Possibly his longest-lasting, best known legacy remains his wrestling career, and specifically "The Match". A documentary of his foray into the sport, "I'm From Hollywood", was produced. Books were written about Andy's life heavily featuring his wrestling fascination. It was referred to in the REM song "Man In The Moon", which became the title of the movie on Andy's life starring Jim Carrey, with Lawler playing--who else?--himself. The Letterman appearance was named one of the 100 Greatest Moments in TV History by TV Guide magazine. There is still a dedicated Kaufman fanbase that has begun to recognize his genius, and some of them think he faked his own death in the ultimate work.

Lawler? You know what's happened to him in the last 35 years. The "Teflon King" has prospered in every role from wrestler to promoter to announcer to WWE Hall Of Famer, always dropping the strap of his wrestling attire to make a comeback from real-life adversity like it was Monday night in the Mid-South. He even survived a fatal--for twenty minutes, at least--heart attack on live RAW and made a comeback on death. After all, it was Monday night.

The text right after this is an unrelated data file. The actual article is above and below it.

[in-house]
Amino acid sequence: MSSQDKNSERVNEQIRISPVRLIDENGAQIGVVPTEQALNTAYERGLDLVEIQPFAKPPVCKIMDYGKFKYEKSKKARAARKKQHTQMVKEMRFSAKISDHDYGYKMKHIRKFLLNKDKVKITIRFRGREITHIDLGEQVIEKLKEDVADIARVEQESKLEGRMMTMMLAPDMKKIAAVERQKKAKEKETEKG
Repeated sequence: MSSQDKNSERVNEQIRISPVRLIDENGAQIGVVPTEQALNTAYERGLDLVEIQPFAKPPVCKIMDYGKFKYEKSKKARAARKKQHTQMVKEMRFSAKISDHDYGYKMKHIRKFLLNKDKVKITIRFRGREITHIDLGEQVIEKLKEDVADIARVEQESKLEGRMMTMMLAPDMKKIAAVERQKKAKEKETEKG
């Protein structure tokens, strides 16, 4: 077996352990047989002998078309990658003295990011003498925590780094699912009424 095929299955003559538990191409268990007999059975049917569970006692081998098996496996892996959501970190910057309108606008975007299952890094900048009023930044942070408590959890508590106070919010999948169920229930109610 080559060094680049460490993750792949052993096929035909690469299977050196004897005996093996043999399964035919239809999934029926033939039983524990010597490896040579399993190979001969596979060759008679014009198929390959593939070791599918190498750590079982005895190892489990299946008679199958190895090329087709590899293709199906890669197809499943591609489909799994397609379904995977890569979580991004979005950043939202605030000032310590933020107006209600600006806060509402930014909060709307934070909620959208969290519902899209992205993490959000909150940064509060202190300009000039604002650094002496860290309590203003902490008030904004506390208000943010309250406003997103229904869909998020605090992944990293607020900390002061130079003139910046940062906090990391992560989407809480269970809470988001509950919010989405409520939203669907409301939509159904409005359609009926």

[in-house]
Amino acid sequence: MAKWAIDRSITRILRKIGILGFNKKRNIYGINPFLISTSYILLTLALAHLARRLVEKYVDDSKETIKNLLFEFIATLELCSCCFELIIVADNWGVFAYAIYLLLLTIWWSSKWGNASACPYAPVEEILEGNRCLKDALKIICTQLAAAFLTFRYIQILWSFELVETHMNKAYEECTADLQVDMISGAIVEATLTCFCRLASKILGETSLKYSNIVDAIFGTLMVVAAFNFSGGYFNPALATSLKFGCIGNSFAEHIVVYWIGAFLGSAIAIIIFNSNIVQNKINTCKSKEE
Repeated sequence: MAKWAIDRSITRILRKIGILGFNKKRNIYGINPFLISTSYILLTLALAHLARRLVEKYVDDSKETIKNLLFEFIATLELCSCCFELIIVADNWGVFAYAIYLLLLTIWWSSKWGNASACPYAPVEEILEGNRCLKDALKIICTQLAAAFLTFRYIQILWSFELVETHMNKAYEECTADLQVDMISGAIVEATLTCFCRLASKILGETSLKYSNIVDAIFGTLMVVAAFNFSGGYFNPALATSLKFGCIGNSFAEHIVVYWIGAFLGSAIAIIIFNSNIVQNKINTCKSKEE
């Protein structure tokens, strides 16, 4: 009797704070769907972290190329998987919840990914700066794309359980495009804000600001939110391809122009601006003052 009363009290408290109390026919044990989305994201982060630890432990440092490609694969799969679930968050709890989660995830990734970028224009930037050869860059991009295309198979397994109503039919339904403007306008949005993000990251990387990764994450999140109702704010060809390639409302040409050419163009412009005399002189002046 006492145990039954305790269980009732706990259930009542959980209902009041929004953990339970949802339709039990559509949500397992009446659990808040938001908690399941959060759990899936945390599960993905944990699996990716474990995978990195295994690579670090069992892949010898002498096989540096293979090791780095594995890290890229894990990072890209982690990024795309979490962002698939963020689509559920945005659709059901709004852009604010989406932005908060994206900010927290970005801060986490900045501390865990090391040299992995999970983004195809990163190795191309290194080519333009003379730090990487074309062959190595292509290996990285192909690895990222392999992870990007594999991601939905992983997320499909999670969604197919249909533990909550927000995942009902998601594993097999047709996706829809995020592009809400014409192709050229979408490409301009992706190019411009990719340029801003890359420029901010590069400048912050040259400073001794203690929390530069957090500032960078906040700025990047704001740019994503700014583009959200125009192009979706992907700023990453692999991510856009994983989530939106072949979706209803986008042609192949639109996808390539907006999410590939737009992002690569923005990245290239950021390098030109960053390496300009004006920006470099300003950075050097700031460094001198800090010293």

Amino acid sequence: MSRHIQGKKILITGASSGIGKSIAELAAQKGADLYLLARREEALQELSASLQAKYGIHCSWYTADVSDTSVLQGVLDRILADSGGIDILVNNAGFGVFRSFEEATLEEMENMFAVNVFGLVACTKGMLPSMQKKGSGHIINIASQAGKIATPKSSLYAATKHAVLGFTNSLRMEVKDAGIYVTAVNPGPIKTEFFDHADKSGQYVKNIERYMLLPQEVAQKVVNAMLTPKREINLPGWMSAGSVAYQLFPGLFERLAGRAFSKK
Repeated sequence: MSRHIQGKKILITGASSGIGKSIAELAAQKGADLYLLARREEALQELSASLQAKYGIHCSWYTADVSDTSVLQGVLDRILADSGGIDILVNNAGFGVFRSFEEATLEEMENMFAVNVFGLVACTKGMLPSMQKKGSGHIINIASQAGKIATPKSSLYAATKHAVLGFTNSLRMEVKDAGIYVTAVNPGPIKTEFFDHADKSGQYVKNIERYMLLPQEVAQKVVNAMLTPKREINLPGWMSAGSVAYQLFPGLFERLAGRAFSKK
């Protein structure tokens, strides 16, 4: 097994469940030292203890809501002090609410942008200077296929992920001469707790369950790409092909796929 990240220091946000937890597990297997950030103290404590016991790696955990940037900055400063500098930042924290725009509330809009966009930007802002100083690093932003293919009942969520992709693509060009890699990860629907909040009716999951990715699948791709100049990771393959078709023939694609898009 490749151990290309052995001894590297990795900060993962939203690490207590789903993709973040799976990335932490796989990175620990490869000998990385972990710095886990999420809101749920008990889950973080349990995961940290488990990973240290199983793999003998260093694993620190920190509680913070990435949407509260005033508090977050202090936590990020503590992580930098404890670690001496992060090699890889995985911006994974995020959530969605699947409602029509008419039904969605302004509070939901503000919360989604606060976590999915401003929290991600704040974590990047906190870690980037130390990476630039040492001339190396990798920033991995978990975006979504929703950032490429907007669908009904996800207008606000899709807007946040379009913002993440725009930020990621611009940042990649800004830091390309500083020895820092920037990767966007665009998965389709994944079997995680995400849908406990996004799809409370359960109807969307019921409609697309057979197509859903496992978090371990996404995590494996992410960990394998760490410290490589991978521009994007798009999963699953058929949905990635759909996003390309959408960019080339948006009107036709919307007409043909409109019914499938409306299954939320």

Jerry kept his promise to Andy that he would never reveal their whole issue was a work until Zmuda released a tell-all book and made it a moot point. Since then, Lawler has credited Andy for what he did for his career, and for wrestling. Even today, there are some that haven't heard the inside story, and believe it was real. This article may have shot that in the foot, but as you can see upon close examination, it wasn't ALL real, but it wasn't all fake, either. And that's the essence of kayfabe in the first place.